George Bush is being stubborn. He should change the strategy, indeed he should call again upon the bold neoconservative imagination that helped envision our invasion in the first place, and take a page from the book of our main Middle East ally, Israel, when it found itself in possession of a hunk of Arab lands, 40 years ago: he should encourage settlements.
settlers would be displacing no one. Anyone who has seen a documentary about Iraq knows that there are vast stretches of the country that are barren and unsettled or, even worse, abandoned by people who have thrown up their hands and left the country. Settlers would be making the desert bloom. They would be bringing advanced American know-how and practices to an Arizona-like environment, and doing for it what snowbirds have done to Scottsdale and Canyon Ranch. Irrigation, fertilizer: American ideas.
Some will say this is colonial, but look, we liberated the country. Yes the British and Spanish helped, but not really. More important, settlements would completely alter the strategic and tactical landscape. We would, at last, have Americans with a stakehold in pacifying Iraq; they would own real estate. It would give fresh purpose to the military presence in Iraq and fresh legs to the vision of implanting democracy. Americans have a long tradition of democracy; the Iraqis, brutalized by Saddam, have zero. We would be setting an example.
Anyone who watches the news knows that it is chaotic right now in Iraq, no doubt. The settlers would be a calming force from the jump. They would have superior arms to the Iraqi locals and would police their own borders and keep the peace. They would have the Second Amendment, which the Iraqis don’t have yet. They would demonstrate a principle that has held true in Israel: give an Arab a gun and you have trouble, give an Israeli a gun and you will have peace.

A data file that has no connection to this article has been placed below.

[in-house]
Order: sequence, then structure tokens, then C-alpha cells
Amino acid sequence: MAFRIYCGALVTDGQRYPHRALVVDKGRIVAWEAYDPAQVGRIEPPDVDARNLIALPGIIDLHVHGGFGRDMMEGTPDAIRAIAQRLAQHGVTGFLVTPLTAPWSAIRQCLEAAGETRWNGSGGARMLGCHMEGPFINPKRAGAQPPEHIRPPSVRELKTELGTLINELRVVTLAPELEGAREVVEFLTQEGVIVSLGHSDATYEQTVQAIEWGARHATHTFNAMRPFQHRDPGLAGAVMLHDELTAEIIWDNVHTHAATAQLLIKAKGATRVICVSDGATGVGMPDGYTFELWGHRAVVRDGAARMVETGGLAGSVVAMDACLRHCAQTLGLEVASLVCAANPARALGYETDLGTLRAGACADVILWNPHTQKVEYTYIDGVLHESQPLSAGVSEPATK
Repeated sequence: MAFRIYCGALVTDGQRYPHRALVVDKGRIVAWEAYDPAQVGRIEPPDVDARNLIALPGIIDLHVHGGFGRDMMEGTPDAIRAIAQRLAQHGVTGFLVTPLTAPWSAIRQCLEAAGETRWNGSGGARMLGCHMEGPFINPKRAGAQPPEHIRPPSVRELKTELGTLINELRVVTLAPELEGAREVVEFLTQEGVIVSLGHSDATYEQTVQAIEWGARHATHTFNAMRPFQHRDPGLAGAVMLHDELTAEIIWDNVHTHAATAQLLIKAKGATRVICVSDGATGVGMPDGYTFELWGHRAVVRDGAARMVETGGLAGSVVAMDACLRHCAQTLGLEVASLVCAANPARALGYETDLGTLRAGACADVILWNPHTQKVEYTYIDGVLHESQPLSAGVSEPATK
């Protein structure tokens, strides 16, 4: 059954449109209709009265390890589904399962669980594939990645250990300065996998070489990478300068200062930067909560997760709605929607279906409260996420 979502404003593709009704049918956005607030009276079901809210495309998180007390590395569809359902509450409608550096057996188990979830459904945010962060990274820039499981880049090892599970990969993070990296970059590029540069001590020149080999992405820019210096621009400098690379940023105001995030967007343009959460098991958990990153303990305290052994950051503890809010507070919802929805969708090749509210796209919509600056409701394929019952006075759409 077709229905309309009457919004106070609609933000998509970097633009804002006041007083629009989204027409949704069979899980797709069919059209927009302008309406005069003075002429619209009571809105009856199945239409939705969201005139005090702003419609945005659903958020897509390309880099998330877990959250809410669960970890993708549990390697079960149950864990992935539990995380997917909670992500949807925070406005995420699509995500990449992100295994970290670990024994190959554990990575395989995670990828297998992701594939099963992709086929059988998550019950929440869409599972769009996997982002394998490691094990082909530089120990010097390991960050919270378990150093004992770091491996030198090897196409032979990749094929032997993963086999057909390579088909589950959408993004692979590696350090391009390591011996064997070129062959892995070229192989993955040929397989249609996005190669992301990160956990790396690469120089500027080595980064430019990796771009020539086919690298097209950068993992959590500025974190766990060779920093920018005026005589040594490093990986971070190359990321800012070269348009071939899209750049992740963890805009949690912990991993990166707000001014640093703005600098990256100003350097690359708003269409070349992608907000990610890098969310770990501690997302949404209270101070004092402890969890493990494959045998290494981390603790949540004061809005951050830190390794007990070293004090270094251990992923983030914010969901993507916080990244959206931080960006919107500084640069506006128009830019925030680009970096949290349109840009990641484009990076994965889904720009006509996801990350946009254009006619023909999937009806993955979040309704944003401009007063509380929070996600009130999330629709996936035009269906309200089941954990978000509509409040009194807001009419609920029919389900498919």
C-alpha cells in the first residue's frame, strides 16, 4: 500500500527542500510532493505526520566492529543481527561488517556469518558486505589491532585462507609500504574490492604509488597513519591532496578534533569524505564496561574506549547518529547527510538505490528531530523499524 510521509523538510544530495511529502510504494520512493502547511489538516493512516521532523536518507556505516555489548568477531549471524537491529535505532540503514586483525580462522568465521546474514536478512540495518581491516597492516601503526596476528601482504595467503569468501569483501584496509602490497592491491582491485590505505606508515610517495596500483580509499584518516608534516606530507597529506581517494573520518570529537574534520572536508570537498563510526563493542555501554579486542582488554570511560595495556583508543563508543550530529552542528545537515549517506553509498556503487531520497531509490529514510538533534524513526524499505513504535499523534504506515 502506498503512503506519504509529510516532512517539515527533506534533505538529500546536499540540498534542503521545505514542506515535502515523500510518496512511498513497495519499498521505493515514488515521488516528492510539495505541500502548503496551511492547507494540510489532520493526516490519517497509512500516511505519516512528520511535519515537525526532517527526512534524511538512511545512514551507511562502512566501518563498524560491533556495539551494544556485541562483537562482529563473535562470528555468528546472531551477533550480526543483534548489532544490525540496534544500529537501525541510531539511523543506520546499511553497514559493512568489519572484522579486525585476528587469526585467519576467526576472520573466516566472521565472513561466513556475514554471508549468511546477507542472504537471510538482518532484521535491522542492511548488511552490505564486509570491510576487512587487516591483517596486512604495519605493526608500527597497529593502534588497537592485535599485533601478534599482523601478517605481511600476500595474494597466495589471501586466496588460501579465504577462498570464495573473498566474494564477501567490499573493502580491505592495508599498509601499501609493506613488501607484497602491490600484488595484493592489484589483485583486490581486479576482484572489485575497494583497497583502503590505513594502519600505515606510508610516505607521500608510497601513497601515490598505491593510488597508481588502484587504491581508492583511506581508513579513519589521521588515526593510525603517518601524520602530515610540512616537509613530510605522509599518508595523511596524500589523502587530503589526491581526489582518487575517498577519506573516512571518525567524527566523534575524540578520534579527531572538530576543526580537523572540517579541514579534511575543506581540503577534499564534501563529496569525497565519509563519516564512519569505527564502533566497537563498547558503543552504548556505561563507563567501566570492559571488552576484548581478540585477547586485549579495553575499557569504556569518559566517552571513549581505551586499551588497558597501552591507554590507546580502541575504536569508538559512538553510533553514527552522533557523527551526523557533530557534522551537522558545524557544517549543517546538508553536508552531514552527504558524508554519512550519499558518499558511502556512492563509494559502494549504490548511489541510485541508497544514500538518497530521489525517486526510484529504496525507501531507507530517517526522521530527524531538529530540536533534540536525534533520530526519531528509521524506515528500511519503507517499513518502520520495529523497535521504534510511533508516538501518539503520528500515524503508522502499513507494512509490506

The IEDs are a giant problem. But we should take a page from the book of our main Mideast ally, Israel, and build a separate set of roadways for the settlers, so that they could get to and from their jobs in the Green zone. Initially that is where all the jobs would be; that is the infrastructure and as Willie Sutton said, that’s where the money is. But I imagine an Iraqi silicon valley spreading slowly and inevitably. Sand=silicon. What is Arabic for no-brainer?
You say that it is getting impossible to find soldiers to go to Iraq, why would an ordinary civilian go? Easy. The soldiers dont have a stakehold. They have nothing to show for their two years service except a Purple Heart, and maybe a prosthetic foot or leg. When people own land, different story. Money changes everything. You would give them cheap prices. An acre near where I live goes for as much as $100,000, more. The middle class is getting it in the teeth. In Iraq it would be a tiny fraction of the price. Location, location, location: settlements by the fancy Mansour district would go for more, settlements nearer to the Sunni Triangle cities of Tikrit and I’m blanking on the other name would be way less.
Maybe some of it would be “free” land. Again, ask the Israelis how they did it.
Who would go? Are they insane, are they coerced? Read my headline again: Encourage. That’s the American way, no one is ordered to do anything. It’s a free country. Yes it would take an enterprising type, that is American. Some Guatemalans walked 1000 miles to get into Texas and drank their own urine on the way, now they are good citizens. It wouldn’t have to be that bad. We would incentivize. Tax breaks, Bush is good at that.
Of course security concerns are not going to go away for a long time. I have an idea! Build a 36-foot concrete wall around the settlements. This would prevent attacks on the settlers.